While the terms expected loss and unexpected loss are commonly used in risk management, it is important to have a clear understanding of what they actually mean.
In general, expected loss as the name suggests is the expected loss from a loan exposure. On the other hand unexpected loss is the loss that exceeds the expectations.
In statistical terms, the expected loss is the average credit loss that we would expect from an exposure or a portfolio over a given period of time.
The expected loss is measured using the following formula:
Portfolio Expected Loss: The total expected loss of a portfolio will simply be the summation of expected losses of individual assets. This is because the mean of the sum is the same as the sum of the mean.
Since the expected loss is what a business expects to lose in a year, the business will generally have budget for it and the losses can be borne as a part of the normal operating cash flows.
The unexpected loss is the average total loss over and above the mean loss. It is calculated as a standard deviation from the mean at a certain confidence level at a certain confidence level. It is also referred to as Credit VaR.
A business will safeguard itself from unexpected losses by allocating capital.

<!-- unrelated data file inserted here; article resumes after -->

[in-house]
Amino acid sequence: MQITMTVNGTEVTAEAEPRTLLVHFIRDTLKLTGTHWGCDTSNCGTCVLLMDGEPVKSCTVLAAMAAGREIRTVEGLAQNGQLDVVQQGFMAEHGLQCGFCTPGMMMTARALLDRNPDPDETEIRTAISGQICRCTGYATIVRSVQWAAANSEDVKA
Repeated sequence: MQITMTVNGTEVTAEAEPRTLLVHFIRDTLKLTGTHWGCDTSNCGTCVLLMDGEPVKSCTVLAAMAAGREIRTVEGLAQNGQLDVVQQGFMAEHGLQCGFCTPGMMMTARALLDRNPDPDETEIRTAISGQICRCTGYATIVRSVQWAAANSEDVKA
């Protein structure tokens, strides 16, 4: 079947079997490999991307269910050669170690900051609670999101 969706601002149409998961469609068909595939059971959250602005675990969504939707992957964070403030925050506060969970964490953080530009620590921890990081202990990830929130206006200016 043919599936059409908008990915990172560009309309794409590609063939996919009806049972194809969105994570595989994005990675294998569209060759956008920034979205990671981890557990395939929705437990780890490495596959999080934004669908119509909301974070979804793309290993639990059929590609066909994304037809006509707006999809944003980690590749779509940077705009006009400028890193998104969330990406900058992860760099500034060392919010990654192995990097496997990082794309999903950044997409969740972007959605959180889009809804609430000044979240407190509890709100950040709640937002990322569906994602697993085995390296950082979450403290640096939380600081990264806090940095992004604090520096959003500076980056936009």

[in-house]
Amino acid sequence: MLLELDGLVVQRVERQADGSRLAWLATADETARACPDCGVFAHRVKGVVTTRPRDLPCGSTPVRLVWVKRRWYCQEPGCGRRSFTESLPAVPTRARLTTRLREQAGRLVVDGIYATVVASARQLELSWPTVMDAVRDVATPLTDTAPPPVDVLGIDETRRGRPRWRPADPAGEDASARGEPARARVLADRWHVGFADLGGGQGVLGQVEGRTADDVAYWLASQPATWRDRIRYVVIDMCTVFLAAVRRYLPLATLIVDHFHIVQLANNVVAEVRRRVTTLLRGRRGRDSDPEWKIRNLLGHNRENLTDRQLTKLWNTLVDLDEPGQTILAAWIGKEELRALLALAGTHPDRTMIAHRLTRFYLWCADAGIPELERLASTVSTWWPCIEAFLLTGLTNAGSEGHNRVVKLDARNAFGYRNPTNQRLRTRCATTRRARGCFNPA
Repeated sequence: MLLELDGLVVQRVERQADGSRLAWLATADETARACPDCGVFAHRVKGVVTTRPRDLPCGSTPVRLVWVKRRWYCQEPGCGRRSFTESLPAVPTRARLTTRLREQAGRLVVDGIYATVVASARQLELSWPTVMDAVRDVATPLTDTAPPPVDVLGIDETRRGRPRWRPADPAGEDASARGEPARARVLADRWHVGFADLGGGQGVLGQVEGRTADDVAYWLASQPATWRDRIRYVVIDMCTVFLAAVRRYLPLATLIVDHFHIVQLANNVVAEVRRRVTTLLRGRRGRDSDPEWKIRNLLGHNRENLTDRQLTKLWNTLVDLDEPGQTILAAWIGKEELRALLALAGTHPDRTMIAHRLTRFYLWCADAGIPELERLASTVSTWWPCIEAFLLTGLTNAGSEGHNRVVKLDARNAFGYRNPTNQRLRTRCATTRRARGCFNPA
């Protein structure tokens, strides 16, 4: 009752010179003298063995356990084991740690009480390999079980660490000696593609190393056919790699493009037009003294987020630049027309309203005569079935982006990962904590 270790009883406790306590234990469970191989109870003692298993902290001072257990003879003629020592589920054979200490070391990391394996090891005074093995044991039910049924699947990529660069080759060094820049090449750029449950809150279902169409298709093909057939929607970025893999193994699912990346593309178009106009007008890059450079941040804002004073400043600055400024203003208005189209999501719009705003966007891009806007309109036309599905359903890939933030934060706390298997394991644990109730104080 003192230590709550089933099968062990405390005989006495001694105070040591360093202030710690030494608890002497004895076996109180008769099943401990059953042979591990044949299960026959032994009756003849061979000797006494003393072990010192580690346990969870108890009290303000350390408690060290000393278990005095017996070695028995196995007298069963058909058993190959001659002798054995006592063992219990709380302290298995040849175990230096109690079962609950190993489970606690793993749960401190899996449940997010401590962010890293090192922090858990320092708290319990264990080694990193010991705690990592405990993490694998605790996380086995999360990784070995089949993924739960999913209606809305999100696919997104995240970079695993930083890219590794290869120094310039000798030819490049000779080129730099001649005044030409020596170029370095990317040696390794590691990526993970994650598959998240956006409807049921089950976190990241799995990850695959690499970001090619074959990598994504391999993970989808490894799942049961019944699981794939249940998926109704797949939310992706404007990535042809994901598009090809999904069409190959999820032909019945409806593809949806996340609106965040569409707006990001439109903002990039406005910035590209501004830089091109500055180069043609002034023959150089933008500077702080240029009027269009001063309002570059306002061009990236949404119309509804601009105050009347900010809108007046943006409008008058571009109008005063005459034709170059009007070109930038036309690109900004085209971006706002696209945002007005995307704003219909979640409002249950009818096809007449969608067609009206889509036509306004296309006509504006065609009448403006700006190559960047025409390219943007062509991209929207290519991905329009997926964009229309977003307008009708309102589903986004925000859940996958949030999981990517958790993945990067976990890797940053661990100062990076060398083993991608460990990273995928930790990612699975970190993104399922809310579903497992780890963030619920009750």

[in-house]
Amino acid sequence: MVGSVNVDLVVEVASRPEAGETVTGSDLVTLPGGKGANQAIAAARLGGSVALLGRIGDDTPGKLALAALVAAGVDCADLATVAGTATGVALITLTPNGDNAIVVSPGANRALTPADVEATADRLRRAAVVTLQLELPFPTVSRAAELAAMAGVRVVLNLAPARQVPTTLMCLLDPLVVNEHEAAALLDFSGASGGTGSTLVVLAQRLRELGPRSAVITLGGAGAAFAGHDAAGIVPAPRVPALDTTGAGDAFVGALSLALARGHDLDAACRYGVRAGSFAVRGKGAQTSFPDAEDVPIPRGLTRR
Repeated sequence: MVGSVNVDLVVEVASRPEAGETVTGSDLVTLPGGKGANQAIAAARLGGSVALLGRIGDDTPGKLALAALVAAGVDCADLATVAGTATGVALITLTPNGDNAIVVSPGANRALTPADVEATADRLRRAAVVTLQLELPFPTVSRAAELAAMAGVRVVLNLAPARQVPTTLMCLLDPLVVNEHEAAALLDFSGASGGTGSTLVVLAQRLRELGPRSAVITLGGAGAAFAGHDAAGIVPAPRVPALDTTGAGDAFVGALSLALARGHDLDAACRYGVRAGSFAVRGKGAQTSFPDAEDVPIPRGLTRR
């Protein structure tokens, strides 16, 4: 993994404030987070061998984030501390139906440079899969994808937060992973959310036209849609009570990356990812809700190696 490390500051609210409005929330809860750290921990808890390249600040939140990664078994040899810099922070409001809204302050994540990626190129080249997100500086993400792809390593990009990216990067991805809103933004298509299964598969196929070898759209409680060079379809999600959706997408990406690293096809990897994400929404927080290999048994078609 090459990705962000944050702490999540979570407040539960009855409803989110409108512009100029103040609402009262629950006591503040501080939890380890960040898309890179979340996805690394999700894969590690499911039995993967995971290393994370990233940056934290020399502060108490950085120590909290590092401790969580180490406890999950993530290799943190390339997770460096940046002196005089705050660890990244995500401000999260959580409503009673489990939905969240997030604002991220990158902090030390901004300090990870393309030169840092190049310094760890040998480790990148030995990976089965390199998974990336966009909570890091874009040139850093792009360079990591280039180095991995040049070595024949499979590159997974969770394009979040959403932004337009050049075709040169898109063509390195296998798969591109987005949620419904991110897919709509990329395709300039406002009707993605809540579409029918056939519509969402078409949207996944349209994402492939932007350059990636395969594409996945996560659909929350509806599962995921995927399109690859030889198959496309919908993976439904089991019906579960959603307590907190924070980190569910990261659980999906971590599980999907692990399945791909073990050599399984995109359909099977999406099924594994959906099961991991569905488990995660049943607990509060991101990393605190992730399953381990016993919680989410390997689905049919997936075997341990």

Unlike expected loss, the expected loss of a portfolio is not calculated by adding the unexpected loss of individual assets. This is because unless there is perfect correlation, the standard deviation of sum will not be the same as the sum of standard deviation.
The unexpected loss of a portfolio at a 99% confidence level will be expressed as follows:
Where D99% represents the 99% Var Quantile.
If the 99% VaR level is $200m and the expected portfolio loss is $50, then the unexpected loss will be $150m.
The unexpected loss of a portfolio will be expressed as follows:
Apart from the expected and unexpected losses, there are also catastrophic losses, which are covered by insurance.
The Credit Loss Distribution
The following diagram shows the credit loss distribution.
Characteristics of Credit Loss Distribution
The credit losses distribution has three key characteristics:
- It is not symmetrical. There is a limited upside because the best scenario is when there is no loss. However, there is extremely large downside, that is, the losses can be huge.
- It is highly skewed. The distribution is more concentrated toward small losses, with very few chances of large losses.
- The distribution has heavy tail, i.e., the probability of large losses reduces very slowly.